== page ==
Frequently asked questions for data masking tools

by Filip Pelivanović January 28, 2022

Data masking – also known as data anonymization – is as relevant today as it has ever been, given the new data privacy regulations that have been coming up every year in various countries and territories. From the EU’s GDPR and Brazil’s LGPD to California’s CCPA and Serbia’s ZZPL. Not complying with such regulations, as well as not making enough of an effort towards protecting personal and sensitive data, can result in heavy fines. Needless to say, when data has been compromised, an organisation’s reputation can also be damaged.


We spent the last year talking to companies in various industries spread across Europe and the US to gather information on the kind of operational support they need. As our correspondents told us, many of the companies wanted to become and remain compliant even before the relevant regulations came into force, mostly because of information security. But if this is the case, why do so many companies still struggle to execute of the relevant regulations?

So what does data masking actually involve? Data masking is an activity that aims to anonymize personal data by generating entirely new, but coherent, data with the same format, type and width as the original. When data is shared with other users in non-production environments, organizations must mask the data to avoid exposing critical information.

Apart from new data and privacy regulations, we also noticed that so many companies in several industries still struggle with anonymizing personal data in their databases. From an information security point of view, data anonymization is of interest to companies even if you take the regulations out of the equation. The testing teams, database admins and developers in these companies still urge their superiors to put more effort into the data anonymization process, to transform their current processes so that they can become compliant. Many of these companies are still using production clones that are not anonymized. Others often use masking scripts or other improvised tools to anonymize data, which only partially solves some of the challenges.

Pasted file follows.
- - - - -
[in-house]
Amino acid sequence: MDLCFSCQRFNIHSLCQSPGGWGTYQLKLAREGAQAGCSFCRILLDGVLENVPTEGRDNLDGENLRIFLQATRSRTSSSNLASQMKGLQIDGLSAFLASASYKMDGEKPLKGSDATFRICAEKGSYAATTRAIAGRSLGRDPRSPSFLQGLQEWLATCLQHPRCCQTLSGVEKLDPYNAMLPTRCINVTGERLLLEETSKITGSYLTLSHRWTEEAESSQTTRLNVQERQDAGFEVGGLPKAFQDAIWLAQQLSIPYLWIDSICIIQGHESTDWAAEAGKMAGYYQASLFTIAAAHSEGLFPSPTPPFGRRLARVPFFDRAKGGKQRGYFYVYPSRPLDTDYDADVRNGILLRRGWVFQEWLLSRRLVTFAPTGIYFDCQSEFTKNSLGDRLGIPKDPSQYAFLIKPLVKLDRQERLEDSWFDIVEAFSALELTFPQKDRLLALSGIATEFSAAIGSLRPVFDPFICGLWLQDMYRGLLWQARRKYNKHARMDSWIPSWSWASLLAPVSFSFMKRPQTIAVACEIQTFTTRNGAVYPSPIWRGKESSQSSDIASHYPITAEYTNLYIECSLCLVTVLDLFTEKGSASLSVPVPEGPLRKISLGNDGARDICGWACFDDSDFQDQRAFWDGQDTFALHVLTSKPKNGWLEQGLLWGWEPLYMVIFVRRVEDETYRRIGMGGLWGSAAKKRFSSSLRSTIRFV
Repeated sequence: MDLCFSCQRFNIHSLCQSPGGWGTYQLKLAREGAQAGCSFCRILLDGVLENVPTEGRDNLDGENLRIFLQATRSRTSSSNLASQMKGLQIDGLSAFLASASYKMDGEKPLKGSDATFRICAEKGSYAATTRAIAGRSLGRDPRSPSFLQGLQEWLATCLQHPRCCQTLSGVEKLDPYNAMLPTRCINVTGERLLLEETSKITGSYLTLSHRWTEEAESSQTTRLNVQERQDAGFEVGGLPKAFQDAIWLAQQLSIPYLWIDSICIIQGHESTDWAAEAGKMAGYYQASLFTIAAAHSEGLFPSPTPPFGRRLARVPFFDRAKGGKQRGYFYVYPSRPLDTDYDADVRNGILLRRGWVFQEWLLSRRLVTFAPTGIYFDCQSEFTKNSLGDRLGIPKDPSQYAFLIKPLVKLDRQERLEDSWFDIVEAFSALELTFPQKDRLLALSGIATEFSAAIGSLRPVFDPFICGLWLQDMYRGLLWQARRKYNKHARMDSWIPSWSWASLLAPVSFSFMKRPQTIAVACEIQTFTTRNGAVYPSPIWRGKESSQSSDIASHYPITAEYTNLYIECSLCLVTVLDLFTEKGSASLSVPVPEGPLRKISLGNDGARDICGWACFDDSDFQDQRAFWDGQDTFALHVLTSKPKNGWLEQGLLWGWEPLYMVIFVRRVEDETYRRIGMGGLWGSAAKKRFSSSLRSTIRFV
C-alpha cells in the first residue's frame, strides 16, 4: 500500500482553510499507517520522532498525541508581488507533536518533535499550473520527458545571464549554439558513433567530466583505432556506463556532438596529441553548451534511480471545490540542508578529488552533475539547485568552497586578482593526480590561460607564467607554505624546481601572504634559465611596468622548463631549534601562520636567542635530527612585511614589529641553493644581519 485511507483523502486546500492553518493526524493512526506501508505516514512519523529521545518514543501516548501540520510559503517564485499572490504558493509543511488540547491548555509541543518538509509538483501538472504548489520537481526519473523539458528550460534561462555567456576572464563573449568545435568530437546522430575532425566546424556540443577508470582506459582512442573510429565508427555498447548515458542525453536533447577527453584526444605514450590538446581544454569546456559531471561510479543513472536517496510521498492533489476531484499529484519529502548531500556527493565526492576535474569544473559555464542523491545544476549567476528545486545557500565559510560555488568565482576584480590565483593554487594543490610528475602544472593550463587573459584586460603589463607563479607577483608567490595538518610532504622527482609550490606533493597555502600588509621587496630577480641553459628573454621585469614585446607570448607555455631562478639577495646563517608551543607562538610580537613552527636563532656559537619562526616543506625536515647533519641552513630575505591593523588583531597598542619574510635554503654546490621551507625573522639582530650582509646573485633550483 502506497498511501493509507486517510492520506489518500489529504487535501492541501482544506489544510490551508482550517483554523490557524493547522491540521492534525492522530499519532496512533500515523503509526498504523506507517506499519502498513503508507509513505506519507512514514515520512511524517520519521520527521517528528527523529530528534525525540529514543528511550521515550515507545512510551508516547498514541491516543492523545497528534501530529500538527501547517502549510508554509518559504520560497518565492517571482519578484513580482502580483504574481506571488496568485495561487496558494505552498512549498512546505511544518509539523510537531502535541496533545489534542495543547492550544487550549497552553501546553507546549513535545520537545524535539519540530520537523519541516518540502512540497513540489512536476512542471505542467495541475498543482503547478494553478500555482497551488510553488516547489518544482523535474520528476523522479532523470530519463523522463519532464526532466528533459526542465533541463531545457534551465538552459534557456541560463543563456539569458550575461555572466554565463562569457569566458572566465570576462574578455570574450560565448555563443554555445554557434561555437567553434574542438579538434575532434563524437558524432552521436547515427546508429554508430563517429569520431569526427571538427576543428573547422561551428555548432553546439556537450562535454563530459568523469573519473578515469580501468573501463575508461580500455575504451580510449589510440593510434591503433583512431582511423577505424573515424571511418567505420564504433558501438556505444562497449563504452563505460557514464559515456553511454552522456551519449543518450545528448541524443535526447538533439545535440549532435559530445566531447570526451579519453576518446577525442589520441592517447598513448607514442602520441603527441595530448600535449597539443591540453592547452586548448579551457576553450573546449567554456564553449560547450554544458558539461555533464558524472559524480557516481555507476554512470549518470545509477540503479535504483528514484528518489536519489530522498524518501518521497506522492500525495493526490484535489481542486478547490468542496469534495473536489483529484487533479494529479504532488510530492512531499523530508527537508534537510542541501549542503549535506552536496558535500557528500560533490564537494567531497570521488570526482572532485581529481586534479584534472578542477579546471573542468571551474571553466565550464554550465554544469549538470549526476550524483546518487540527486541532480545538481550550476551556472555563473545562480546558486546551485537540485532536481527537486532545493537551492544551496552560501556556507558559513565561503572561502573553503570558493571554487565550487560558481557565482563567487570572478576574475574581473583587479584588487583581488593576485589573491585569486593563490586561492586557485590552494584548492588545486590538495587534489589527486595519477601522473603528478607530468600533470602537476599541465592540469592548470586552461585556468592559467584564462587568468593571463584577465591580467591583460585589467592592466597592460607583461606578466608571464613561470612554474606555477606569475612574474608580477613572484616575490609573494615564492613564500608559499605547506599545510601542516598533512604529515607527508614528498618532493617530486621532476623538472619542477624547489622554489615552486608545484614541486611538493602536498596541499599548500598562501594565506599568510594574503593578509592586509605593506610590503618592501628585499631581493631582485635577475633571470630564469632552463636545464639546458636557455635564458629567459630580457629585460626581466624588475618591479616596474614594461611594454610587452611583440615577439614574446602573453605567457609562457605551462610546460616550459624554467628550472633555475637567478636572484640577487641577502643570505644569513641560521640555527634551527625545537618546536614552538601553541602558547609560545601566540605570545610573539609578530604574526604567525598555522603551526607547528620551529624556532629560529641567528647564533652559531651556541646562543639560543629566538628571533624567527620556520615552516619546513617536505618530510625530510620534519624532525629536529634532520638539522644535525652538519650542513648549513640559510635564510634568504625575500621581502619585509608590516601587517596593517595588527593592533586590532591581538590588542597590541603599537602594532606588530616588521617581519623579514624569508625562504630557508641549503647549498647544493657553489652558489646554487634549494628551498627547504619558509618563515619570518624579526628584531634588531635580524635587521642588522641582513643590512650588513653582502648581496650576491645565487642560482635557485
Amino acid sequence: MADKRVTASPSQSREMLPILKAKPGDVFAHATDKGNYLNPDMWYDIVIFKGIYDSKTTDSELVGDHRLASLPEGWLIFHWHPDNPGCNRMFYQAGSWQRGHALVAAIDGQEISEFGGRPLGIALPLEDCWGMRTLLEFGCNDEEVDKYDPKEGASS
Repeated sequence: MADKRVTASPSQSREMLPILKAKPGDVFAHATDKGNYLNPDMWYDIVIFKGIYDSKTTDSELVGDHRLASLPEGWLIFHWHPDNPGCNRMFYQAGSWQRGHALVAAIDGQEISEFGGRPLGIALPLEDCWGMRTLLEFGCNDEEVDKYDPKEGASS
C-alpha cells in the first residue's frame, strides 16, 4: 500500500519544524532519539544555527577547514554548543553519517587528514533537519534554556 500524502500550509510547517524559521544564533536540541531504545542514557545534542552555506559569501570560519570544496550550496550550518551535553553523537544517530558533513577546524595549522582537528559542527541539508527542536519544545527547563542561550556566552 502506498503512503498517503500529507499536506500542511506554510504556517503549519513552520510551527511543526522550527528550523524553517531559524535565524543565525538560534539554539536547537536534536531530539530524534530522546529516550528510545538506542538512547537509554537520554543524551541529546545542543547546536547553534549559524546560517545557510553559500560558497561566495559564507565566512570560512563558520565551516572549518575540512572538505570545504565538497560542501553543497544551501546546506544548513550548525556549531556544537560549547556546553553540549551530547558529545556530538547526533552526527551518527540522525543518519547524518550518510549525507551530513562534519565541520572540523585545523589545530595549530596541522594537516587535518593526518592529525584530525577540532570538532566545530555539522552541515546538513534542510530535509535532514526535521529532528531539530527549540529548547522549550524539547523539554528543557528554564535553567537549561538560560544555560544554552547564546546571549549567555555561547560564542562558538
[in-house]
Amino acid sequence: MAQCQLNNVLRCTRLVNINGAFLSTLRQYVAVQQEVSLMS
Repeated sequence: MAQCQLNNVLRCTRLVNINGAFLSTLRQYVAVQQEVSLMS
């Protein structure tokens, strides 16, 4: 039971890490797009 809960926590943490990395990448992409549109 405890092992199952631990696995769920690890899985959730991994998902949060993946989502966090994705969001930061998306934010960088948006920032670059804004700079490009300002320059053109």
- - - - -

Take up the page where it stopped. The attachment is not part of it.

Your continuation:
What are the things you still struggle with when it comes to data anonymization? Here’s a list of some of the questions we have often been asked, as well as explanations of how our BizDataX data masking software works.

Usual steps in data masking

The first step is to locate data, often known as data discovery. The tool you use should be capable of going through a database and detecting sensitive data regardless of its structure or size. You need to label sensitive data once you have defined rules for tables, columns and data within the selected database. Predefined rules can be run again in the next sequence of data anonymization, so once you set the rules you can follow the procedure repeatedly.

The most used databases

We noticed that most companies we talked to use the Oracle database. We also discovered that many of them use My SQL Server, DB2, Informix, PostgreSQL and other databases as alternatives. Regardless of the database you use, you should be able to anonymize its data correctly and without challenges. BizDataX interacts with all the mentioned databases, as well as many others.